First came the deeply flawed summary of the Iran NIE. The more we learn about this document, the more it is becoming apparent that leaks and the fear of leaks are what drove the decision to make it public.
Then came news of the destruction of the CIA “torture videos,” showing the interrogations of ranking members of al Qaeda. CIA director Michael Hayden made public the information that the videos had been destroyed because he expected possible “misinterpretations of the facts in the days ahead.” In other words, he expected that news of the destruction of the videos was on the verge of being leaked.
Now that the information is on the public record, the CIA is under investigation, its leading counterterrorism operatives may face criminal charges, and the agency’s efforts to apprehend and interrogate determined enemies of the United have been thrust into disarray.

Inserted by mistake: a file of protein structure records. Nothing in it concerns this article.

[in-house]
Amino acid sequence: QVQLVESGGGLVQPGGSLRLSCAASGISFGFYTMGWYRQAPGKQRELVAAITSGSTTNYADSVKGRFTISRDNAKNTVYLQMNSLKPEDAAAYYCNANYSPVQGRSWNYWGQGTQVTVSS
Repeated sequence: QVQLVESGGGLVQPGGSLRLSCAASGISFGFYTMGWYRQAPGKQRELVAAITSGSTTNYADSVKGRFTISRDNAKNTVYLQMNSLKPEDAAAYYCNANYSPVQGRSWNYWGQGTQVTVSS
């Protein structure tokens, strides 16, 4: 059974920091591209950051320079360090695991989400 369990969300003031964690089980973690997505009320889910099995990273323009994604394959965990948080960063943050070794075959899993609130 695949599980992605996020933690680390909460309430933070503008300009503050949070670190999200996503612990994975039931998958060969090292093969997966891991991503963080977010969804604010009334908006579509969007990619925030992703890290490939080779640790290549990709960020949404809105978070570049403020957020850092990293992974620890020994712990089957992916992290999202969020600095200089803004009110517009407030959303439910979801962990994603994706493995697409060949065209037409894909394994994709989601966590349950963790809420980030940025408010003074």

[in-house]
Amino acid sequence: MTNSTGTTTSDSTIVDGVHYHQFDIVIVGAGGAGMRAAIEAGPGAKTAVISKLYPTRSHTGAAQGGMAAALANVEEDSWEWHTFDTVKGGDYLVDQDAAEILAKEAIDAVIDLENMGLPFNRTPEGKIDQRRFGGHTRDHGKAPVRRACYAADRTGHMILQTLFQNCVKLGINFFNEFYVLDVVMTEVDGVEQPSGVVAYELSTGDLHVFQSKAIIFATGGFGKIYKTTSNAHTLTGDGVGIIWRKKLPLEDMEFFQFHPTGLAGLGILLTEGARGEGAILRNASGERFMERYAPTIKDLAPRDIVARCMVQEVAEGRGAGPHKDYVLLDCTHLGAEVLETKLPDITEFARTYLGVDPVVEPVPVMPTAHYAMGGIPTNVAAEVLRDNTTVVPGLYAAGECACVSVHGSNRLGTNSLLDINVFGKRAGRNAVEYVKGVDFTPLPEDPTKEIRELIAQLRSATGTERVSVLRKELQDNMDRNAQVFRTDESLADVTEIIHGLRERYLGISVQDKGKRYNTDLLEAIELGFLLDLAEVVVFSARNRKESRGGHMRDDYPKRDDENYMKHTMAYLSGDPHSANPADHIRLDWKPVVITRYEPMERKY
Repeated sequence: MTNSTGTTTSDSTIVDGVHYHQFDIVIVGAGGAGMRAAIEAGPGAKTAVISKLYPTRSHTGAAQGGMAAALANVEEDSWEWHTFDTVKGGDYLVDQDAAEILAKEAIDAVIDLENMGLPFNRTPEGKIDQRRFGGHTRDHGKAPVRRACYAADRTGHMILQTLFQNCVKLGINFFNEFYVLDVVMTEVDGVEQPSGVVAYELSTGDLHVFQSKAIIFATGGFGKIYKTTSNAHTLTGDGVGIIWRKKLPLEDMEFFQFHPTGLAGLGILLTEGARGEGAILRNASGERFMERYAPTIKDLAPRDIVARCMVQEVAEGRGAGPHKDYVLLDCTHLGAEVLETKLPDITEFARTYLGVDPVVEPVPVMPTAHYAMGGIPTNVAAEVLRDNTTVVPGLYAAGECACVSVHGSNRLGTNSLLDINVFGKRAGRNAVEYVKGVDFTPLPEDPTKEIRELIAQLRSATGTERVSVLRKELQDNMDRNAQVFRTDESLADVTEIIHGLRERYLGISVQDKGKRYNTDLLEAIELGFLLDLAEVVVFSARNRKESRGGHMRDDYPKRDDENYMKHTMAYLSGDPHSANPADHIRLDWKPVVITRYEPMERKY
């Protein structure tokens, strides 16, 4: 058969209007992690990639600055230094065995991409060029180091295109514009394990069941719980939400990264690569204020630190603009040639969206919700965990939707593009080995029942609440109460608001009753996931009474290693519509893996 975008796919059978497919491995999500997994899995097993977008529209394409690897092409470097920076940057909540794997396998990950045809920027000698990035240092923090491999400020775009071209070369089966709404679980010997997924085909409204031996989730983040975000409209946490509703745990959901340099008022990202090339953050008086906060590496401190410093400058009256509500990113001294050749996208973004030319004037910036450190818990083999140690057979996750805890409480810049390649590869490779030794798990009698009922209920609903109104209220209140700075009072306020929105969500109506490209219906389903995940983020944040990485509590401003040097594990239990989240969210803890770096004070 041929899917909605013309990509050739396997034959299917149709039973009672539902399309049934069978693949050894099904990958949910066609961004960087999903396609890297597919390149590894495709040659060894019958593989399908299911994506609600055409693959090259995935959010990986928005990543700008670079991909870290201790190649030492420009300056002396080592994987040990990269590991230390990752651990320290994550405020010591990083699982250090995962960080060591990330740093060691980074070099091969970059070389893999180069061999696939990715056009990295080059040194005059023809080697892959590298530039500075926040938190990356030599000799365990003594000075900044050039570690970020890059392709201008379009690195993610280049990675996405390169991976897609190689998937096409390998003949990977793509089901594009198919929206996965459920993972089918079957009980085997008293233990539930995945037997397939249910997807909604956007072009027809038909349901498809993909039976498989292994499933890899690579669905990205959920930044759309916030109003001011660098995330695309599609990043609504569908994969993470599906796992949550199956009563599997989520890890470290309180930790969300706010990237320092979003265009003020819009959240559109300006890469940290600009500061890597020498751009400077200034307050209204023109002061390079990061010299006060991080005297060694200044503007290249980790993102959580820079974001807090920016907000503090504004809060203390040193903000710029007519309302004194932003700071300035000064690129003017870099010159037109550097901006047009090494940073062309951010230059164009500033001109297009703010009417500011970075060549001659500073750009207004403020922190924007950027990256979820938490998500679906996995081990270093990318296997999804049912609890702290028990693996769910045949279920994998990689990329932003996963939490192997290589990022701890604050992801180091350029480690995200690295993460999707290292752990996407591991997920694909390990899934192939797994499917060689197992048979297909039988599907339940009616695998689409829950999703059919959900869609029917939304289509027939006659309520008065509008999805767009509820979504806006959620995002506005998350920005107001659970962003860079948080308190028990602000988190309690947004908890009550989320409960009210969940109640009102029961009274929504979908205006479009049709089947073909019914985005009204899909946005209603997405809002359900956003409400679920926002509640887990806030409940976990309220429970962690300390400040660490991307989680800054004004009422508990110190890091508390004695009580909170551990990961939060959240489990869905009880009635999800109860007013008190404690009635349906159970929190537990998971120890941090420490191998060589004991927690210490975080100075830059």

We are in the midst of a war in which intelligence is the crucial front. But much of what the U.S. government tries to do in the realm of secret intelligence is rapidly made un-secret. And much of what it contemplates doing it cannot do because of fear that its plans will be leaked.
Does it make sense to have what is supposed to be a clandestine intelligence agency like the CIA operating transparently, its sources and methods and secrets bare to the world? “Upon secrecy, success depends in most enterprises,” George Washington said two-hundred some years ago, “and for want of it, they are generally defeated.”
Are we setting ourselves up for defeat? What can be done about damaging leaks? Connecting the Dots has made some suggestions, but they have not been acted upon and there is no sign that they will be — or that anything (aside from the spectacles of the AIPAC and Scooter Libby prosecutions) is even being contemplated. When disaster strikes next, it will be too late.